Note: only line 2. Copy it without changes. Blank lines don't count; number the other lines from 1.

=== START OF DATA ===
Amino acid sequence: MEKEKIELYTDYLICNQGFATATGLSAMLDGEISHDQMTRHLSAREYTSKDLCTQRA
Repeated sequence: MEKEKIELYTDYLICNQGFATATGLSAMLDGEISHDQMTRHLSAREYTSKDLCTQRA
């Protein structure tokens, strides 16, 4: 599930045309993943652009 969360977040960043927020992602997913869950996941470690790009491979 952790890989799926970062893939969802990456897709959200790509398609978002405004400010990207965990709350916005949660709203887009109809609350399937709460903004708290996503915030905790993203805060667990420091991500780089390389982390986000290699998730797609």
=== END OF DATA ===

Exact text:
Repeated sequence: MEKEKIELYTDYLICNQGFATATGLSAMLDGEISHDQMTRHLSAREYTSKDLCTQRA